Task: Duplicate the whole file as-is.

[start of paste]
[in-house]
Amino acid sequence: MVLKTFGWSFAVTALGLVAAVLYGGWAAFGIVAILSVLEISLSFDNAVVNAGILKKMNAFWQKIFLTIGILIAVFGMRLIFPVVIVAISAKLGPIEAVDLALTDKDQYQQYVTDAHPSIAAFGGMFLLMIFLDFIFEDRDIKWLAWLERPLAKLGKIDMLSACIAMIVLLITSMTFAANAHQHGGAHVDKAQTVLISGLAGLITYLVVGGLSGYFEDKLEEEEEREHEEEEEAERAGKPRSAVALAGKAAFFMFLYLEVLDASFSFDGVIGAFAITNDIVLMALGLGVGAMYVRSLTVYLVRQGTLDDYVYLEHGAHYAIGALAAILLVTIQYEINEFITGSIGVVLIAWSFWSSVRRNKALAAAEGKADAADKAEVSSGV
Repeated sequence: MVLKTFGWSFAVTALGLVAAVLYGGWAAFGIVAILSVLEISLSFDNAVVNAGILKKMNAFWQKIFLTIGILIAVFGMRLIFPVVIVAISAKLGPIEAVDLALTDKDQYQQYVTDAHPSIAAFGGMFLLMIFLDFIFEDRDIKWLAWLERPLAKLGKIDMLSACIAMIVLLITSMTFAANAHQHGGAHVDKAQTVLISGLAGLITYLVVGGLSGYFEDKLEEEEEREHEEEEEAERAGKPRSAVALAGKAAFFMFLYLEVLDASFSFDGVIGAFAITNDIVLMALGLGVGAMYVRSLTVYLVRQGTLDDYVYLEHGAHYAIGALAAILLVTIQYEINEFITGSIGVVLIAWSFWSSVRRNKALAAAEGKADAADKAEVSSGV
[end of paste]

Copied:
[in-house]
Amino acid sequence: MVLKTFGWSFAVTALGLVAAVLYGGWAAFGIVAILSVLEISLSFDNAVVNAGILKKMNAFWQKIFLTIGILIAVFGMRLIFPVVIVAISAKLGPIEAVDLALTDKDQYQQYVTDAHPSIAAFGGMFLLMIFLDFIFEDRDIKWLAWLERPLAKLGKIDMLSACIAMIVLLITSMTFAANAHQHGGAHVDKAQTVLISGLAGLITYLVVGGLSGYFEDKLEEEEEREHEEEEEAERAGKPRSAVALAGKAAFFMFLYLEVLDASFSFDGVIGAFAITNDIVLMALGLGVGAMYVRSLTVYLVRQGTLDDYVYLEHGAHYAIGALAAILLVTIQYEINEFITGSIGVVLIAWSFWSSVRRNKALAAAEGKADAADKAEVSSGV
Repeated sequence: MVLKTFGWSFAVTALGLVAAVLYGGWAAFGIVAILSVLEISLSFDNAVVNAGILKKMNAFWQKIFLTIGILIAVFGMRLIFPVVIVAISAKLGPIEAVDLALTDKDQYQQYVTDAHPSIAAFGGMFLLMIFLDFIFEDRDIKWLAWLERPLAKLGKIDMLSACIAMIVLLITSMTFAANAHQHGGAHVDKAQTVLISGLAGLITYLVVGGLSGYFEDKLEEEEEREHEEEEEAERAGKPRSAVALAGKAAFFMFLYLEVLDASFSFDGVIGAFAITNDIVLMALGLGVGAMYVRSLTVYLVRQGTLDDYVYLEHGAHYAIGALAAILLVTIQYEINEFITGSIGVVLIAWSFWSSVRRNKALAAAEGKADAADKAEVSSGV